Copyright 2002 Jerusalem Post
August 7, 2002
HEADLINE: Let PR constrain policy
BYLINE: David J. Forman
A number of years ago, a delegation of Rabbis for Human Rights (RHR) met with Palestinian Authority Chairman Yasser Arafat in his office in Gaza City. It was during the days when even former prime minister Binyamin Netanyahu was shaking the chairman's hand. Having established ourselves as a human-rights organization that protested Israeli violations of Palestinian human rights, we felt in a unique position to raise the issue of the Palestinian Authority's abuses of its own people - particularly the summary execution of alleged collaborators, the frequent incarceration of Palestinian human-rights workers and the arrest of virtually any Palestinian who, via the Palestinian press, dared to publicly criticize Arafat's regime.
Recognizing the fact that we had little chance of arguing against these abuses on a moral plane, we tried to reason with Arafat through a public-relations lens: how to win the support of the average Israeli for the peace process. We were aware then of the thinking that has since led to calls by many Palestinians, such as Sari Nusseibeh or Hanan Ashrawi, to stop suicide bombings, not based on the moral repugnance of such acts, but because such actions only "hurt the Palestinian cause."
And so, we decided to address one major issue with Arafat that, should he cooperate, would surely have a positive impact on the Israeli populace - the search for information regarding Israelis missing in action from the 1982 Lebanon War. The matter seemed rather simple and safe, something that Arafat could readily understand in terms of the public-relations value.
The background was not complicated. Arafat had returned to Yitzhak Rabin half of Zachary Baumel's army identification tag. After Ahmed Jibril was assassinated, amongst his belongings, Baumel's tag was found and given to Arafat. As part of one of the many agreements signed between Israel and the Palestinian Authority, Arafat had agreed to supply more information about the fate of the missing. Indeed, during the course of our conversation with him, he said that the information was readily available through his connections in Syria, but because of the tense relations between the PLO and the Syrian government, if his personal contact in Syria were to be contacted at that time, the "mole" would surely be in great danger.
Despite these strained relations, it was not unreasonable to expect that Arafat could retrieve at least some information that would help shed some light on the whereabouts of the MIAs, be they alive or dead. Despite repeated appeals to Arafat on this issue by RHR, there has been no information forthcoming.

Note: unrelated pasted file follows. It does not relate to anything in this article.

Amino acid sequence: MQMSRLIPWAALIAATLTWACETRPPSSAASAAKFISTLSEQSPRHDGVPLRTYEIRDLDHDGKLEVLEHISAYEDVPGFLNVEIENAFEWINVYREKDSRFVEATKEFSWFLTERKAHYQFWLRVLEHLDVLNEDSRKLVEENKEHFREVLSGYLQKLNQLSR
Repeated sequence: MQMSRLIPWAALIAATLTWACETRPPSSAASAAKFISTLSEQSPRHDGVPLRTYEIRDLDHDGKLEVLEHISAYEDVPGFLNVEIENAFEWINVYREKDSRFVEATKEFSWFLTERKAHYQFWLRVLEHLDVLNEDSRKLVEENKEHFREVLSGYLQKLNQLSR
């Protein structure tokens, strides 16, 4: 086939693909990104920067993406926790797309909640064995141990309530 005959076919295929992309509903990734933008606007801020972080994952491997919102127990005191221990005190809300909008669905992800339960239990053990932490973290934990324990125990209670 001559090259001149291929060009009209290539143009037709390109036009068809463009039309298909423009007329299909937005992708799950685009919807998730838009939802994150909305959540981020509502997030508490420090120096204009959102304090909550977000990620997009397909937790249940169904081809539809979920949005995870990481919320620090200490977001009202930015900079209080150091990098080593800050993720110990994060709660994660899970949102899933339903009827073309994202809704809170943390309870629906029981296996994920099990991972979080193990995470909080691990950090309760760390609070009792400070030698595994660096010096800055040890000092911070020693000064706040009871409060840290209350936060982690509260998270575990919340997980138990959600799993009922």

The matter of the MIAs is one that all Israelis are united on. The public-relations coup for the PA and for Arafat himself, even now, under the most difficult of circumstances, would be considerable if only he would address the issue. We Israelis need to gain some emotional rest from the pain of not knowing what happened to the MIAs. The human suffering of the Baumel family, along with the families of the other two missing, Zvi Feldman and Yehuda Katz, should come to an end. Unfortunately, Arafat seems incapable of operating even on the level of public relations. And so, if in this matter he cannot or will not do anything that would alter his image, then how can anyone expect anything different in the area of suicide bombings?
ISRAEL, FOR its part, is also incompetent in the realm of public relations. Our PR is plagued by policies that seem to have total disregard for their moral consequences: closures, extended curfews, pass laws, house demolitions, water shortages, food deprivations, bombings, etc. Since Israel, like the Palestinian Authority, does not respond to appeals to alter its course of action based on moral considerations, then once again, the public-relations rationale for changing its present policy must be applied. If any of the above excesses were eliminated or even modified, then there might be a modicum of hope on the Palestinian side that would entice them to reduce the level of violence.
We can only hope that the dreadful public image that the world has of each partner to this conflict would somehow influence both Palestinians and Israelis for the good, before they carry out their mutually destructive policies. Though the moral yardstick would be much preferred, both the Palestinians and Israelis would be better off if concern for public relations became a practical constraint on their policies.
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